With dance being such and important part of court interactions, most nobles employed a specialized instructor, a Dance Master, to give them daily instruction in court dance. These Dance Masters were considered experts on proper social behavior, and would instruct the Nobles on such things as how to dress properly, how to bow correctly, how to handle one’s gloves, fans, or swords with ease, how to properly carry oneself. These things were all requisites for advancement within the courtly circles, and a single fumble could set a nobleman or noblewoman back years in their advancement. This attention to personal deportment may still be seen in ballet dancers today – how they stand, walk, carry themselves in a lifted position.

Most people think of France when speaking of the origin of Ballet. The truth is, Ballet’s earliest roots can actually be found in the Royal Courts of Italy! In Renaissance Italy, court pageantry was an important and highly utilized way for Nobles to display their sophistication and wealth in the courts. Weddings and festivals were filled with these courtly diversions, and soon the social dances of the court were elevated to the level of performance art.

But, if Ballet started in Italy, then how did it find itself in France, why are all the dance terms in French?


 catherinedemedici Catherine de Medici

This can be attributed to the marriage of the Italian noblewoman, Catherine de Medici to Henri, duc de’Orleans, later the King of France. Catherine had a penchant for court dance and pageantry, one which she brought with her to the French courts. Under her direction, patronage, and financing, the court pageantry reached new levels.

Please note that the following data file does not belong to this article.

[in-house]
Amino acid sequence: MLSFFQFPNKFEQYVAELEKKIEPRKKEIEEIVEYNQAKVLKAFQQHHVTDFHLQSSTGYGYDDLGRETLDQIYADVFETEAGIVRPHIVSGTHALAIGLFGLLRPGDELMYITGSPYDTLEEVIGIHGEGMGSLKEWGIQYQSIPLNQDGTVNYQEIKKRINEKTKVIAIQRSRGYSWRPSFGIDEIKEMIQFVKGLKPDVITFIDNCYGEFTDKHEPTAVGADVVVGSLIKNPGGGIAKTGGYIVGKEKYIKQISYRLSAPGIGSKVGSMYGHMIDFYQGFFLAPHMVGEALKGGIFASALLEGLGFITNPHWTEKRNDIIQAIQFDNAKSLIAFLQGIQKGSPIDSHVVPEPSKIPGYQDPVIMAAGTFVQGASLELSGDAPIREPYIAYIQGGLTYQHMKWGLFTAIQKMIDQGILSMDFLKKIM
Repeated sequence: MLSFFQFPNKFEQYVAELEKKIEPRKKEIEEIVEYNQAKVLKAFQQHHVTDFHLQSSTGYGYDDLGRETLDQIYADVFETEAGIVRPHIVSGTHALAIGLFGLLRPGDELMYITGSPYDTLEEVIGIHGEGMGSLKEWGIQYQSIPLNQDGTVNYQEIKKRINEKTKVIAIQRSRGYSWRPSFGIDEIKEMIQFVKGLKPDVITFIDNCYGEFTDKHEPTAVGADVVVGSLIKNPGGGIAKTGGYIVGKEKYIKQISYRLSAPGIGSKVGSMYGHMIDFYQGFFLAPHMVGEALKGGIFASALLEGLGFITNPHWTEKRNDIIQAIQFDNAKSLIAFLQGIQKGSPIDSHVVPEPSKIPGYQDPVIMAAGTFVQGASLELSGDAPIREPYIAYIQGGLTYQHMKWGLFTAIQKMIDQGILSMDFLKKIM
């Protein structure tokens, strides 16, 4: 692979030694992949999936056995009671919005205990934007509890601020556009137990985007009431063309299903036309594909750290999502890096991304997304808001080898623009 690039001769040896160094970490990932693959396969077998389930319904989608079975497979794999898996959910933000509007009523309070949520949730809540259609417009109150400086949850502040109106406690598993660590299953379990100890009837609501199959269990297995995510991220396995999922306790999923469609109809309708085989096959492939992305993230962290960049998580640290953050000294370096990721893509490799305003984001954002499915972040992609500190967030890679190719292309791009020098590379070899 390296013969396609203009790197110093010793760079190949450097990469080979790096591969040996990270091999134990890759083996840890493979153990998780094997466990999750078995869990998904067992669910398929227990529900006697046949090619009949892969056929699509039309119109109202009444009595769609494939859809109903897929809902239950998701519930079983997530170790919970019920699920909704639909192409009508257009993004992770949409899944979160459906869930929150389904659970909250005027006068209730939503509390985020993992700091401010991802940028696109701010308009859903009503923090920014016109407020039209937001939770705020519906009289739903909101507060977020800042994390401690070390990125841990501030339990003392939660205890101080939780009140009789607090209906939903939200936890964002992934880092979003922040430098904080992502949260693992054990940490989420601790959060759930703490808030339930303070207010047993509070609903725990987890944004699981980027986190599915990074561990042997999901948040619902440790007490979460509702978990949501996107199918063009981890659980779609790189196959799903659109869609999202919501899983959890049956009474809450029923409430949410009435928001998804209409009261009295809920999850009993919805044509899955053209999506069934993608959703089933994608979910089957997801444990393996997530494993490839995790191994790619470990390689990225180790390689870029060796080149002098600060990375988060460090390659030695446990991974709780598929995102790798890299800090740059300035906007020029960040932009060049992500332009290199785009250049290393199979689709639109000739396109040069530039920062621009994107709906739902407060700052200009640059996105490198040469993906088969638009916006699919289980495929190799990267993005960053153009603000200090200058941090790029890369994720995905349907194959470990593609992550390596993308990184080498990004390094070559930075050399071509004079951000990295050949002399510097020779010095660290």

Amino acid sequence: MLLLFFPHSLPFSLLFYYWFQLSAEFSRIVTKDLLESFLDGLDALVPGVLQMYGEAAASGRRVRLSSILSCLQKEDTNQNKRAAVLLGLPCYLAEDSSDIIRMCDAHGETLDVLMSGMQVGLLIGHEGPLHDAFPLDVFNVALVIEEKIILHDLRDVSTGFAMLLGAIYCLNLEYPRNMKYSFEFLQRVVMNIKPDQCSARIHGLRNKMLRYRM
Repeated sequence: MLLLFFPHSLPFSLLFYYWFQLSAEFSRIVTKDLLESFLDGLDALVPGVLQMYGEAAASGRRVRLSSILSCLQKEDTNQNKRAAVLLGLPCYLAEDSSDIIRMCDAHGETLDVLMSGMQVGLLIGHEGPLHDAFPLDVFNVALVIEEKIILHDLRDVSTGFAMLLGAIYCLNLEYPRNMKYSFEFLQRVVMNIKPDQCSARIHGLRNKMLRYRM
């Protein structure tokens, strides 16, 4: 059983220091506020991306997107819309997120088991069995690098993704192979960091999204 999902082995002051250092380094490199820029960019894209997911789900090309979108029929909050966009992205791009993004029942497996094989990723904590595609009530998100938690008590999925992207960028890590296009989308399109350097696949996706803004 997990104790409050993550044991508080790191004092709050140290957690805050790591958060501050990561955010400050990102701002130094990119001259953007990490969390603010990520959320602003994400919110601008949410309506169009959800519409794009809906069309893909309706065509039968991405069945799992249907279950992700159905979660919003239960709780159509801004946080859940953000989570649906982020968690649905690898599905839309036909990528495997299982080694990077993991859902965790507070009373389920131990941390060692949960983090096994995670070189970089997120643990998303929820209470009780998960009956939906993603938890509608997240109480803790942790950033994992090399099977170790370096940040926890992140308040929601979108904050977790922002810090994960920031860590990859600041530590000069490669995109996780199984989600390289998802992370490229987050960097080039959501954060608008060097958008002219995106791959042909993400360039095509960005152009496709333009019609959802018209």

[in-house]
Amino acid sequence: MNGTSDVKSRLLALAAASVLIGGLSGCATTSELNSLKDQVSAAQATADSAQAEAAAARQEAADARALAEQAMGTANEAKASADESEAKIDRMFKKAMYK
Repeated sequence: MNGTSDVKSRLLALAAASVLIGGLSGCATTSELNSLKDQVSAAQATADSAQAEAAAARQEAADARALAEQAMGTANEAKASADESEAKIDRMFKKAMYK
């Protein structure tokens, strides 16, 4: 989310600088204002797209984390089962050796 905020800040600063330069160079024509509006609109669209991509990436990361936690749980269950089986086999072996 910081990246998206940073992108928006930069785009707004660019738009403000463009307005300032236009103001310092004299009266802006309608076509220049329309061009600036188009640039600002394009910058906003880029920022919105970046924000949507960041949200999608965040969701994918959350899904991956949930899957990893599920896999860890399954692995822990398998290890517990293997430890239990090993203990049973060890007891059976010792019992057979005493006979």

Catherine would produce costly court festivals that lasted several days. The Nobles would be entertained by fireworks, water shows, banquets, and special performances comprised of music, verse, dance, and decor. These would come to be known as ballet de cour, or court ballet. These early court ballets would have looked nothing like what we would expect to see at a Tchaikovsky Ballet. Tutus, pointe shoes, and tights hadn’t even been dreamt up, and the stylized choreography was yet to be created. At this point in time, the choreography was comprised of steps pulled from court social dance, and in many cases the dance was audience participatory, with the Nobles joining in the dancing at the end!

These divertissements would remain fashionable from the mid-1500’s to the mid 1600’s. By the middle of the 17th century, however, they would be abandoned in England as the monarchy was overthrown by the Commonwealth, and in Italy as the Royal Court became more interested in the development of Opera. It was France that would pick up the torch and carry ballet onto it’s  next phase of development, under the stewardship of King Louis the XIV!

But that’s a tale for another time. Come back for our next blog entry to find our how King Louis the XIV of France changed the face of dance in the Western world forever!